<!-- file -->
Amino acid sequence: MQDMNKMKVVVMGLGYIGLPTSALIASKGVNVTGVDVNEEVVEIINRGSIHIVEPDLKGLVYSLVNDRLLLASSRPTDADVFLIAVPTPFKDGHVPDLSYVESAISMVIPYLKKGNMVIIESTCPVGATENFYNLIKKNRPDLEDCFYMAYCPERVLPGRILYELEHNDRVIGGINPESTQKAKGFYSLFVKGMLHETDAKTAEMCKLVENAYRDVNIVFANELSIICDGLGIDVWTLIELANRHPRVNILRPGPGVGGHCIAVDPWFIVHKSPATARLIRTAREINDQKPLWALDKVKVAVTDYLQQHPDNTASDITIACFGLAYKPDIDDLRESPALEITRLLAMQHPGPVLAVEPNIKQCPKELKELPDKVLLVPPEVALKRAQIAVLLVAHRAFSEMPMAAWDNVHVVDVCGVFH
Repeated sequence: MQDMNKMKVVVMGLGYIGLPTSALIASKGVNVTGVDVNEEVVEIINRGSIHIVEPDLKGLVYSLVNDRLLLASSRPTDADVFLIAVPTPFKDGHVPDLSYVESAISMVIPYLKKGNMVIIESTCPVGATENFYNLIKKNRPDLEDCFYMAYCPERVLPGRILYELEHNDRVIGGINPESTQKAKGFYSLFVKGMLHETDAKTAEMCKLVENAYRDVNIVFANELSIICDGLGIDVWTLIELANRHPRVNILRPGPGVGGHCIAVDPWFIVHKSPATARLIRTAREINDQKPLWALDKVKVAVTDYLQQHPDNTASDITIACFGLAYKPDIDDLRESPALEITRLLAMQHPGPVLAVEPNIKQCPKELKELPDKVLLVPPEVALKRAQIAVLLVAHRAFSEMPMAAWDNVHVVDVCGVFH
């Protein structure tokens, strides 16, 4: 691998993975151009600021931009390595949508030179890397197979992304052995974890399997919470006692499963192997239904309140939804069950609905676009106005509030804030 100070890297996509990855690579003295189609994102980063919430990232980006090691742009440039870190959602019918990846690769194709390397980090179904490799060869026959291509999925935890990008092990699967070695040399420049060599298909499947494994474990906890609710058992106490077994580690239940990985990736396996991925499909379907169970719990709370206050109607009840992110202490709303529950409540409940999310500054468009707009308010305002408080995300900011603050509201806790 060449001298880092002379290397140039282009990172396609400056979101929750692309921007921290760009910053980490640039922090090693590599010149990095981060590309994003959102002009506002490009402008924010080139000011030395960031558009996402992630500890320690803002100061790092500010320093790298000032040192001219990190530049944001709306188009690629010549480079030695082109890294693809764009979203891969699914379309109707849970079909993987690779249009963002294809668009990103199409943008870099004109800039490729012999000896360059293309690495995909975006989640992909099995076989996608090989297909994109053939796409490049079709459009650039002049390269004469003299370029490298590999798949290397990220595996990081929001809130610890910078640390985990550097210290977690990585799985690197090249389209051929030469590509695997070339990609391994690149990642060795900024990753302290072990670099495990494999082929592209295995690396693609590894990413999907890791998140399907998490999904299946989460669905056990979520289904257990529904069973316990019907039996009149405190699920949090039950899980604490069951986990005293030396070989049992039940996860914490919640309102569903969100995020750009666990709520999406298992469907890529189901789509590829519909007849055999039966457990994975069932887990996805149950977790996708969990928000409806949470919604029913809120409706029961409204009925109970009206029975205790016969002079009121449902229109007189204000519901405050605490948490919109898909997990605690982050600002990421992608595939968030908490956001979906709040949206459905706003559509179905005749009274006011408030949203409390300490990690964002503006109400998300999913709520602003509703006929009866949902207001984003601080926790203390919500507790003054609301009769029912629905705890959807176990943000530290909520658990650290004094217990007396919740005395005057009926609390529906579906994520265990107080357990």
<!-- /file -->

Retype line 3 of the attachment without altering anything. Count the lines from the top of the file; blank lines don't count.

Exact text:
């Protein structure tokens, strides 16, 4: 691998993975151009600021931009390595949508030179890397197979992304052995974890399997919470006692499963192997239904309140939804069950609905676009106005509030804030 100070890297996509990855690579003295189609994102980063919430990232980006090691742009440039870190959602019918990846690769194709390397980090179904490799060869026959291509999925935890990008092990699967070695040399420049060599298909499947494994474990906890609710058992106490077994580690239940990985990736396996991925499909379907169970719990709370206050109607009840992110202490709303529950409540409940999310500054468009707009308010305002408080995300900011603050509201806790 060449001298880092002379290397140039282009990172396609400056979101929750692309921007921290760009910053980490640039922090090693590599010149990095981060590309994003959102002009506002490009402008924010080139000011030395960031558009996402992630500890320690803002100061790092500010320093790298000032040192001219990190530049944001709306188009690629010549480079030695082109890294693809764009979203891969699914379309109707849970079909993987690779249009963002294809668009990103199409943008870099004109800039490729012999000896360059293309690495995909975006989640992909099995076989996608090989297909994109053939796409490049079709459009650039002049390269004469003299370029490298590999798949290397990220595996990081929001809130610890910078640390985990550097210290977690990585799985690197090249389209051929030469590509695997070339990609391994690149990642060795900024990753302290072990670099495990494999082929592209295995690396693609590894990413999907890791998140399907998490999904299946989460669905056990979520289904257990529904069973316990019907039996009149405190699920949090039950899980604490069951986990005293030396070989049992039940996860914490919640309102569903969100995020750009666990709520999406298992469907890529189901789509590829519909007849055999039966457990994975069932887990996805149950977790996708969990928000409806949470919604029913809120409706029961409204009925109970009206029975205790016969002079009121449902229109007189204000519901405050605490948490919109898909997990605690982050600002990421992608595939968030908490956001979906709040949206459905706003559509179905005749009274006011408030949203409390300490990690964002503006109400998300999913709520602003509703006929009866949902207001984003601080926790203390919500507790003054609301009769029912629905705890959807176990943000530290909520658990650290004094217990007396919740005395005057009926609390529906579906994520265990107080357990």